Fig 4This image shows the lateral aspect of the right hip as the patient lays supine for hip arthroscopy. The 70° arthroscope is viewing from the PLP and a tissue grasper is being used from the ALP to access the intraarticular mass in the posterior femoral head-neck junction. The surgeon’s assistant is pulling traction on sutures placed through capsular leaflets after the capsulotomy in order to aid in visualization. Traction sutures can be seen exiting the ALP and MAP. (ALP, anterolateral portal; MAP, midanterior portal; PLP, posterolateral portal.)
      Figure thumbnail gr5
      Fig 5(A) Arthroscopic view of a right hip viewed with a 70° arthroscope from the PLP with an arthroscopic TG introduced from the ALP accessing a posterior intraarticular mass along the posterior femoral head–neck junction. The mass (labeled) is grasped deep to the capsule (labeled) and with gentle traction and rotation the mass is separated from the capsule. (B) As the mass is pulled with the grasper it comes more in view. (C) It is ideal to excise the mass in one whole segment. (ALP, anterolateral portal; FH, femoral head; PLP, posterolateral portal; TG, tissue grasper.)
      Figure thumbnail gr6
      Fig 6Intraoperative anteroposterior fluoroscopic image of the right hip during hip arthroscopy. This intraoperative image depicts the extent of the posterior and distal access along the femoral neck that was achieved with the TG with this technique. The 70° arthroscope (∗) is viewing from the posterolateral portal and the TG is being used from the anterolateral portal. (FH, femoral head; TG, tissue grasper.)
      After the mass is excised, a synovectomy is performed in the area adjacent to the mass. Hemostasis also is ensured with the use of a radiofrequency ablation device. Finally, closure of the T-capsulotomy is performed. A 70° suture passer (SlingShot; Stryker) is used to pass #2 high tensile strength suture (ORTHOCORD; DePuy Synthes Mitek; Raynham, MA) through the capsular leaflets for capsular closure. Three interrupted simple sutures are used to close the T-capsulotomy with one suture in the longitudinal limb and 2 sutures in the transverse limb.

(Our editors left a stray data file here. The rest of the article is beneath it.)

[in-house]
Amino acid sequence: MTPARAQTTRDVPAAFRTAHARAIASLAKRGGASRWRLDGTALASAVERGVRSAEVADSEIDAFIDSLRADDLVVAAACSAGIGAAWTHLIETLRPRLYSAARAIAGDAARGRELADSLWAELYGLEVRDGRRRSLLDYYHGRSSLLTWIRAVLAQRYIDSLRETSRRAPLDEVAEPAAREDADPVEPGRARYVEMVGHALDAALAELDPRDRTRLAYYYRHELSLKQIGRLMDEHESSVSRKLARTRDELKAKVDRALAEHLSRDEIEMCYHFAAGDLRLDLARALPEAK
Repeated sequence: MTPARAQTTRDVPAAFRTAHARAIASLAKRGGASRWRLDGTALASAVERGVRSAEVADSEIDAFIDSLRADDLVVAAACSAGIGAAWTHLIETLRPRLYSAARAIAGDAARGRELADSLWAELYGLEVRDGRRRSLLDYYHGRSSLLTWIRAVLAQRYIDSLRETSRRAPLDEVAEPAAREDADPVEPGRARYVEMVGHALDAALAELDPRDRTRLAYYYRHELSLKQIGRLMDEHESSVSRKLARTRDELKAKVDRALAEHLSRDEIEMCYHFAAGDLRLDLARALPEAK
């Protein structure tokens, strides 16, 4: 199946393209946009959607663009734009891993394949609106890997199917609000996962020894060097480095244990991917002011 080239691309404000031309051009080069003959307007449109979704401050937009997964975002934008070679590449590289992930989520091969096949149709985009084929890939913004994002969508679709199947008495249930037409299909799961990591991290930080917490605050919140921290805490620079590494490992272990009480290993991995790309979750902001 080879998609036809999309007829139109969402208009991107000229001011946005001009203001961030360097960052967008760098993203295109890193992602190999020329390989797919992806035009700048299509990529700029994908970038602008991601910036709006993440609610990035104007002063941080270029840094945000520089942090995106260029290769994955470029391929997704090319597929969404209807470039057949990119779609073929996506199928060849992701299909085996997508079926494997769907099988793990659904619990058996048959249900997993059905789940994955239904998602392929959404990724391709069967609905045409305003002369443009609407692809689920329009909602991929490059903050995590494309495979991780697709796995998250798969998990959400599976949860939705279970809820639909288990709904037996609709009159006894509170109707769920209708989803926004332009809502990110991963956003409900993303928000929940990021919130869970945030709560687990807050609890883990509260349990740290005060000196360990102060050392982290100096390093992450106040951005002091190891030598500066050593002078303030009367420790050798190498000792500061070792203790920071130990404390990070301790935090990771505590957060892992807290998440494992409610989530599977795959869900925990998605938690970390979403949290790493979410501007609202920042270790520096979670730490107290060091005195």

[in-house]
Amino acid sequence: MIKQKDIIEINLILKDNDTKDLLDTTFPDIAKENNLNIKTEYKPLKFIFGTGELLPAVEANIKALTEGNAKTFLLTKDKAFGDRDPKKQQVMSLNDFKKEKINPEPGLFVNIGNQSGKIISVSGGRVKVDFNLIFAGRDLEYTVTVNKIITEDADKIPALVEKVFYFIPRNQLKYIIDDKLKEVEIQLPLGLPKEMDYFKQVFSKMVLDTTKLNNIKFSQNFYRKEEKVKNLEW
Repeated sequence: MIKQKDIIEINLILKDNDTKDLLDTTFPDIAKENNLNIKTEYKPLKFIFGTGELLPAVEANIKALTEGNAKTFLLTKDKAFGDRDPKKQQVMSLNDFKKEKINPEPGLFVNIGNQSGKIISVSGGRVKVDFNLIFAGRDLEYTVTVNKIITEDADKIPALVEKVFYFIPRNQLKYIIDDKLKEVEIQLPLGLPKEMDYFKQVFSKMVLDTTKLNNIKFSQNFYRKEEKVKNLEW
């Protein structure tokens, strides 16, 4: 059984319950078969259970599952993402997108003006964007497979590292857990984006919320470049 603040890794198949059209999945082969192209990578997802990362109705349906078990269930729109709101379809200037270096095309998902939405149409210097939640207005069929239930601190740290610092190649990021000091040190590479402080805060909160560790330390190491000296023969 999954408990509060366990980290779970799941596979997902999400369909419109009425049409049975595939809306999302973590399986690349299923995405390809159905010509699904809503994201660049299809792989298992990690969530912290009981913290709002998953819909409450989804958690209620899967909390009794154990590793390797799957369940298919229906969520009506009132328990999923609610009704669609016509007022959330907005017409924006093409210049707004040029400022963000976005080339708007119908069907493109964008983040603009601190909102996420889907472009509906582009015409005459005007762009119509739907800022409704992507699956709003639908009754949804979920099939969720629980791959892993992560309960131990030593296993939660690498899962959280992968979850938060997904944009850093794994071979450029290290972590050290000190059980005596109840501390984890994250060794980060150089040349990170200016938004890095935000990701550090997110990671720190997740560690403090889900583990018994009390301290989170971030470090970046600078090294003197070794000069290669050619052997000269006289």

Advantages and disadvantages (Table 1) as well as pearls and potential pitfalls (Table 2) of this technique are summarized.
      Table 1Advantages and Disadvantages of Using a Lateral T-Capsulotomy for Arthroscopic Access and Excision of a Posterior Hip Mass
      AdvantagesDisadvantages
      • Arthroscopic excision is minimally invasive compared with open surgery.
      • The technique can be challenging for surgeons not familiar with hip arthroscopy.
      • Increased access to the posterior peripheral compartment of the hip compared to classic anterior-based capsulotomy techniques
      • T-capsulotomy requires capsular repair, which can be technically demanding and time consuming.
      • The modified T-capsulotomy is more laterally based and therefore avoids violating the iliofemoral ligament.
      • Inadequate capsule closure may result in instability or microinstability of the hip
      • Lateral T-capsulotomy may not offer enough access to the peripheral space inferior to femoral head.
      Table 2Pearls and Potential Pitfalls of Using a Lateral T-Capsulotomy for Arthroscopic Access and Excision of Posterior Hip Mass
      PearlsPotential pitfalls
      • View from posterolateral portal with a 70° arthroscope.
      • If longitudinal limb of T-capsulotomy is extended too distally then vascular supply to the femoral head may be compromised.
      • Use anterolateral portal as main working portal.
      • A blade or knife is used for the capsulotomy as opposed to a radiofrequency ablation device which can lead to bleeding.
      • Establishing the posterolateral portal while the hip is still in traction allows for safe placement under direct visualization.
      • Too much damage or shaving of capsular tissue can lead to deficient capsular tissue for closure.
      • Intraoperative fluoroscopy can be used to aid in localization and to interpret how far posteriorly and distal the instruments are accessing.
      • Insufficient capsular closure can lead to potential for postoperative hip instability.
      • Clear bursal tissue overlying lateral hip capsule to better visualize capsulotomy.
      • Place traction sutures in the capsular leaflets after the capsulotomy to aid in retraction of the capsule and improve visualization.
      • Do not extend longitudinal limb of T-capsulotomy distal to zona orbicularis to protect the vascular supply.

      Discussion

      The literature on PVNS or tenosynovial giant cell tumor of the hip remains limited to case reports and cases series. Historically, open total synovectomy and conversion to hip arthroplasty was described in the treatment of hip PVNS.
      • Vastel L.
      • Lambert P.
      • De Pinieux G.
      • Charrois O.
      • Kerboull M.
      • Courpied J.P.
      Surgical treatment of pigmented villonodular synovitis of the hip.
      • Yoo J.J.
      • Kwon Y.S.
      • Koo K.H.
      • Yoon K.S.
      • Min B.W.
      • Kim H.J.
      Cementless total hip arthroplasty performed in patients with pigmented villonodular synovitis.
      • Lequesne M.
      • Nicolas J.L.
      • Kerboull M.
      • Postel M.
      Pigmented villonodular synovitis of the hip joint. A report of six cases with review of the literature).